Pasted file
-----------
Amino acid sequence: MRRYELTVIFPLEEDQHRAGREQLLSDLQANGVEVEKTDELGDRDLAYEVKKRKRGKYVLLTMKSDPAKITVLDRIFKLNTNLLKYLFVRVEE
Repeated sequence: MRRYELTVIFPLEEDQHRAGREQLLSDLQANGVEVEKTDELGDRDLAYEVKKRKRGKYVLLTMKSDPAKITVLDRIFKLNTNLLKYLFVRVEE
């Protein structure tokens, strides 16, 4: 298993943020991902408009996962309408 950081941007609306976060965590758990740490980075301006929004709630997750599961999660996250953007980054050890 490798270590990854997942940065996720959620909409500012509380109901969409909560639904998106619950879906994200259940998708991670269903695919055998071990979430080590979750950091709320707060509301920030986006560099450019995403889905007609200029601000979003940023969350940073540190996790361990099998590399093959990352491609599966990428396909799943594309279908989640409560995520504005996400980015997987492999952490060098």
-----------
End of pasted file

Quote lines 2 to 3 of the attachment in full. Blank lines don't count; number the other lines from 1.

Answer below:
Repeated sequence: MRRYELTVIFPLEEDQHRAGREQLLSDLQANGVEVEKTDELGDRDLAYEVKKRKRGKYVLLTMKSDPAKITVLDRIFKLNTNLLKYLFVRVEE
């Protein structure tokens, strides 16, 4: 298993943020991902408009996962309408 950081941007609306976060965590758990740490980075301006929004709630997750599961999660996250953007980054050890 490798270590990854997942940065996720959620909409500012509380109901969409909560639904998106619950879906994200259940998708991670269903695919055998071990979430080590979750950091709320707060509301920030986006560099450019995403889905007609200029601000979003940023969350940073540190996790361990099998590399093959990352491609599966990428396909799943594309279908989640409560995520504005996400980015997987492999952490060098």